Three Summers: A Memoir of Sisterhood, Summer Crushes, and Growing Up on the Eve of War, Written by Amra Sabic-El-Rayess and Laura L. Sullivan, Farrar, Strauss and Giroux, April 9

An epic middle-grade memoir about sisterhood and coming-of-age in the three years leading up to the Bosnian Genocide.

Three Summers is the story of five young cousins who grow closer than sisters as ethnic tensions escalate over three summers in 1980s Bosnia. They navigate the joys and pitfalls of adolescence on their family’s little island in the middle of the Una River. When finally confronted with the harsh truths of the adult world around them, their bond gives them the resilience to discover and hold fast to their true selves.

Written with incredible warmth and tenderness, Amra Sabic-El-Rayess takes readers on a journey that will break their hearts and put them back together again.



The Incredible Octopus: Meet the Eight-Armed Wonder of the Sea, by Erin Spencer, Storey Publishing, April 16

Packed with mesmerizing undersea photography, this book invites kids to explore the fascinating behavior and intelligence of this remarkable creature of the deep.

The Incredible Octopus combines amazing photos with in-depth facts to get kids aged 7 and up excited about octopuses and the underwater world in which they live. Readers are introduced to the fascinating biology of the octopus, from its 3 hearts and 9 brains to suction cups and how they work, and learn all about what it’s like to be an octopus: how they use camouflage and ink, what they eat, and how they reproduce (nests and eggs!). The book also explores the intelligence and playfulness of this animal–and, of course, the famous stories of octopuses who escaped their tanks. Readers will meet 13 different species of octopuses and find out what makes them unique, from the most venomous and best disguised to the deepest and coldest. They’ll also get a glimpse into exciting octopus research, technology inspired by octopuses, and ways to help conserve our oceans.

The Door is Open: Stories of Celebration and Community by 11 Desi Voices by Hena Khan,  Veera Hiranandani, Supriya Kelkar, Maulik Pancholy, Simran Jeet Singh, Aisha Saeed, Reem Faruqi, Rajani Larocca, Naheed Hasnat,  Sayantani Dasgupta, Mitali Perkins, Little, Brown Books for Young Readers, April 23

Discover stories of fear, triumph, and spectacular celebration in the fictional town of Maple Grove, New Jersey, where the local kids gather at the community center to discover new crushes, fight against ignorance, and even save a life.

Cheer for Chaya as she wins chess tournaments (unlike Andrew, she knows stupid sugary soda won’t make you better at chess), and follow as Jeevan learns how to cook traditional food (it turns out he can cook sabji– he just can’t eat it).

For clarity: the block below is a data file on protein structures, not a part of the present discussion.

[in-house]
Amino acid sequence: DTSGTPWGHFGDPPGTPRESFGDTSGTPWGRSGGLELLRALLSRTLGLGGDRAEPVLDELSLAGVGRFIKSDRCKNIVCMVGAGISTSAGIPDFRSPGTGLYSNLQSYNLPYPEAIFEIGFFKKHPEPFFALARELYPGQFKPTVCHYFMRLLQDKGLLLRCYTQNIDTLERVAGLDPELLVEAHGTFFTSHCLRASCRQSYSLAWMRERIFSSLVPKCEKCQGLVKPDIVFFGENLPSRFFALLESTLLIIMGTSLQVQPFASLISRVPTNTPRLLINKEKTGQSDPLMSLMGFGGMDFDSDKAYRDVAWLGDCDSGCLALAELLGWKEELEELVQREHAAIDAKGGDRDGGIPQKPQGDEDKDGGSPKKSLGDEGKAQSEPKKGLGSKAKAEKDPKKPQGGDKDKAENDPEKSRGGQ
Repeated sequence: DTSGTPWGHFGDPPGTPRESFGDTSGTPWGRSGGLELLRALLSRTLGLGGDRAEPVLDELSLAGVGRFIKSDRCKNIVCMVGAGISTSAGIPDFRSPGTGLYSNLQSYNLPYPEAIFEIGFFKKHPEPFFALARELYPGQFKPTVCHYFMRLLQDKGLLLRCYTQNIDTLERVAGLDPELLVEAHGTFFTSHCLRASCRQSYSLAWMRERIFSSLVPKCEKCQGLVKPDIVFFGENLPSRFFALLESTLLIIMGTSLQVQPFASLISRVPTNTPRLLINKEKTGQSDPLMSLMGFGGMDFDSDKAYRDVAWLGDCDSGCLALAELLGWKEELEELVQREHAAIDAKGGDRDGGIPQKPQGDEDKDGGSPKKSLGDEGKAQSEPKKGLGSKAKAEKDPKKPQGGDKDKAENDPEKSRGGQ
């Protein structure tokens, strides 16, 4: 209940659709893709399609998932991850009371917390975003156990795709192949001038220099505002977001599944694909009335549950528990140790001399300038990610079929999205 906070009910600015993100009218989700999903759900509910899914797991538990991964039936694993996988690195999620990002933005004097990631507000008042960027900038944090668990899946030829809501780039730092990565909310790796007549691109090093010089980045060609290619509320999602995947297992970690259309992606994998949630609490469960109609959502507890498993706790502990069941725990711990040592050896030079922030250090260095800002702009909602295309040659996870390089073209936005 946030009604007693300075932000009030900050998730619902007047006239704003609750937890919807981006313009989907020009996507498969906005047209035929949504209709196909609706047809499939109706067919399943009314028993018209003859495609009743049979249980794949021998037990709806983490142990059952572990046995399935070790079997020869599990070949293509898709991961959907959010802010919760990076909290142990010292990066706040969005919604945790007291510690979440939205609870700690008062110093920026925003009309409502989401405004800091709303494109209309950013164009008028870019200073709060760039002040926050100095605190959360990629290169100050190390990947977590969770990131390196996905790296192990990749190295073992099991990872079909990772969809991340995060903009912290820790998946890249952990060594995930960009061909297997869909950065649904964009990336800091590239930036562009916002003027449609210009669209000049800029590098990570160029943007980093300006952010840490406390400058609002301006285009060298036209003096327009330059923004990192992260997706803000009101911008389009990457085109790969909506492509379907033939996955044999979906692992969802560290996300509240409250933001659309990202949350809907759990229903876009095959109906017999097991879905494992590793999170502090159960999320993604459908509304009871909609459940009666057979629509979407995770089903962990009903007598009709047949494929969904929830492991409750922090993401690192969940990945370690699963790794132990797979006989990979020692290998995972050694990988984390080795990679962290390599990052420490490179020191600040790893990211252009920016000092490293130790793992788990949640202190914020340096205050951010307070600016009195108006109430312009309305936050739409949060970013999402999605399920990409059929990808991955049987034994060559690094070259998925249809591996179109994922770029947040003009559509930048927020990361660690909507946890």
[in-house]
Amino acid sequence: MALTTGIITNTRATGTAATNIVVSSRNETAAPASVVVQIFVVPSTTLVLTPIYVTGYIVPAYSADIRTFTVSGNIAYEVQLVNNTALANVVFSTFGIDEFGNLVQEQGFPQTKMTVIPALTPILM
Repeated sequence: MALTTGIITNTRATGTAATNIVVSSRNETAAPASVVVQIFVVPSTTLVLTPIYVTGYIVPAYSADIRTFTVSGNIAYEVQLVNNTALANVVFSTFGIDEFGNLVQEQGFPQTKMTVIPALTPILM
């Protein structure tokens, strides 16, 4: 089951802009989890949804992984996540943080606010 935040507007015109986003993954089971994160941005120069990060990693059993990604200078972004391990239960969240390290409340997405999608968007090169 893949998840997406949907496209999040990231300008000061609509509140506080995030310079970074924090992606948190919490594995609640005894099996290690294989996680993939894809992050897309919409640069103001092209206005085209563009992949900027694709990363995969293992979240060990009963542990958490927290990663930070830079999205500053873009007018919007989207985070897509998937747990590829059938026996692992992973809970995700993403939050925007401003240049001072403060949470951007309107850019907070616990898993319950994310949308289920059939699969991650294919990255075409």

These stories, edited by bestselling and award-winning Pakistani-American author Hena Khan, are filled with humor, warmth, and possibility. They showcase a diverse array of talented authors with heritage from the Indian subcontinent, including beloved favorites and rising stars, who each highlight the beauty and necessity of a community center that everyone calls home.

STEM Author Spotlight: Alison Pearce Stevens

I’m delighted to be highlighting some awesome middle grade STEM/STEAM authors on the blog!

The first up is Alison Pearce Stevens. Her new book, Animal Climate Heroes released March 5th. I’ve read the book and it is PERFECT for curious kids.

Here’s a bit more info:

Animal Climate Heroes book


Animal Climate Heroes by Alison Pearce Stevens (Author), Jason Ford (Illustrator)

           Godwin Books, March 5, 2024.   BUY it HERE 


Summary: In our left corner we have the meanest villain that’s ever existed. Responsible for rising seas and loss of biodiversity, it’s climate change ready to wreak havoc on the Earth. But in our right corner? We have four superheroes ready to save the day!
Forest elephants protect our forests by trampling trees.
Whales boost ocean health with their massive poo-nados.
Sea otters defend kelp forests from purple invaders.
And echidnas bury tons of soil to stop climate change.

But we can’t leave them in this fight alone. We need to protect our heroes who, in return, defend our planet. Get ready to learn all about these four legged, and two-flippered, creatures and how YOU can be a climate hero too!



“Along with explaining sometimes complex ecological cycles and patterns in easy-to-understand terms, the author highlights the role of microbes in decomposition, extolling the benefits of composting and leaving autumn leaves on the ground; she even describes the eco-devastation wrought by artificial lawn fertilizers and free-roaming cats. Ford’s engagingly informal ink-and-wash portraits and diagrams generally come with helpful captions and labels.”―Booklist